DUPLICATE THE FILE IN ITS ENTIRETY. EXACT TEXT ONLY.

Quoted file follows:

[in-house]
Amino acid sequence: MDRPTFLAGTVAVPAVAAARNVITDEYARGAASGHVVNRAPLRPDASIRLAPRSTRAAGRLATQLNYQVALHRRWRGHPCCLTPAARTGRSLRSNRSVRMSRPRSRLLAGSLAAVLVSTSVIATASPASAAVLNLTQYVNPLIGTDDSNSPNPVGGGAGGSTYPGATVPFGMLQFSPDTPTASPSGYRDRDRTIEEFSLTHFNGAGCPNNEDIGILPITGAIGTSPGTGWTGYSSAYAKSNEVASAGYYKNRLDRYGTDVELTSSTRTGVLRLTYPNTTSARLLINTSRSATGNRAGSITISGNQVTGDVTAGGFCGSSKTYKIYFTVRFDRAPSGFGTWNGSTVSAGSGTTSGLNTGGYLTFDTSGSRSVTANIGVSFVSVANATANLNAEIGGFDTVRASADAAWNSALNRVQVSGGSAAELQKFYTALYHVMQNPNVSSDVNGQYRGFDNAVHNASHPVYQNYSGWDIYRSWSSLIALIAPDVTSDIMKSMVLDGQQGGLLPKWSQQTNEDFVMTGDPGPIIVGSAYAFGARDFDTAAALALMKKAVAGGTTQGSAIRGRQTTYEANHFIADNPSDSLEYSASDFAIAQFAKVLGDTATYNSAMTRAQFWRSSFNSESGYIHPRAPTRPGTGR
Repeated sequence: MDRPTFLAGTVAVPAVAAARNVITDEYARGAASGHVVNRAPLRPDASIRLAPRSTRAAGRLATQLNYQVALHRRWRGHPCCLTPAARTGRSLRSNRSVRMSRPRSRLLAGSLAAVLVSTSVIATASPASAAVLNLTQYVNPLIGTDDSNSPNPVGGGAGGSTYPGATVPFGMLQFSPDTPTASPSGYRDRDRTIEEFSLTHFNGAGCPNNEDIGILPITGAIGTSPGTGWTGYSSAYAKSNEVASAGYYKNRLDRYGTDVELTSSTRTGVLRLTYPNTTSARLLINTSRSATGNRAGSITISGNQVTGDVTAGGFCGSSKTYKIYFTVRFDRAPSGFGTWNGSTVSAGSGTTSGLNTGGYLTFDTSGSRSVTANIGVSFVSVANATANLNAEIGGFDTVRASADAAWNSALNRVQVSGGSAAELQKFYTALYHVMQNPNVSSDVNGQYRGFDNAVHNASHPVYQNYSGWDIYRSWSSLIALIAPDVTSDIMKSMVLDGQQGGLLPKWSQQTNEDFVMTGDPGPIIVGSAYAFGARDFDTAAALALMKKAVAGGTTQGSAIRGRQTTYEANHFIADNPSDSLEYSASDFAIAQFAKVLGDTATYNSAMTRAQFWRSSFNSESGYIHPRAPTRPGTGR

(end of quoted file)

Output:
[in-house]
Amino acid sequence: MDRPTFLAGTVAVPAVAAARNVITDEYARGAASGHVVNRAPLRPDASIRLAPRSTRAAGRLATQLNYQVALHRRWRGHPCCLTPAARTGRSLRSNRSVRMSRPRSRLLAGSLAAVLVSTSVIATASPASAAVLNLTQYVNPLIGTDDSNSPNPVGGGAGGSTYPGATVPFGMLQFSPDTPTASPSGYRDRDRTIEEFSLTHFNGAGCPNNEDIGILPITGAIGTSPGTGWTGYSSAYAKSNEVASAGYYKNRLDRYGTDVELTSSTRTGVLRLTYPNTTSARLLINTSRSATGNRAGSITISGNQVTGDVTAGGFCGSSKTYKIYFTVRFDRAPSGFGTWNGSTVSAGSGTTSGLNTGGYLTFDTSGSRSVTANIGVSFVSVANATANLNAEIGGFDTVRASADAAWNSALNRVQVSGGSAAELQKFYTALYHVMQNPNVSSDVNGQYRGFDNAVHNASHPVYQNYSGWDIYRSWSSLIALIAPDVTSDIMKSMVLDGQQGGLLPKWSQQTNEDFVMTGDPGPIIVGSAYAFGARDFDTAAALALMKKAVAGGTTQGSAIRGRQTTYEANHFIADNPSDSLEYSASDFAIAQFAKVLGDTATYNSAMTRAQFWRSSFNSESGYIHPRAPTRPGTGR
Repeated sequence: MDRPTFLAGTVAVPAVAAARNVITDEYARGAASGHVVNRAPLRPDASIRLAPRSTRAAGRLATQLNYQVALHRRWRGHPCCLTPAARTGRSLRSNRSVRMSRPRSRLLAGSLAAVLVSTSVIATASPASAAVLNLTQYVNPLIGTDDSNSPNPVGGGAGGSTYPGATVPFGMLQFSPDTPTASPSGYRDRDRTIEEFSLTHFNGAGCPNNEDIGILPITGAIGTSPGTGWTGYSSAYAKSNEVASAGYYKNRLDRYGTDVELTSSTRTGVLRLTYPNTTSARLLINTSRSATGNRAGSITISGNQVTGDVTAGGFCGSSKTYKIYFTVRFDRAPSGFGTWNGSTVSAGSGTTSGLNTGGYLTFDTSGSRSVTANIGVSFVSVANATANLNAEIGGFDTVRASADAAWNSALNRVQVSGGSAAELQKFYTALYHVMQNPNVSSDVNGQYRGFDNAVHNASHPVYQNYSGWDIYRSWSSLIALIAPDVTSDIMKSMVLDGQQGGLLPKWSQQTNEDFVMTGDPGPIIVGSAYAFGARDFDTAAALALMKKAVAGGTTQGSAIRGRQTTYEANHFIADNPSDSLEYSASDFAIAQFAKVLGDTATYNSAMTRAQFWRSSFNSESGYIHPRAPTRPGTGR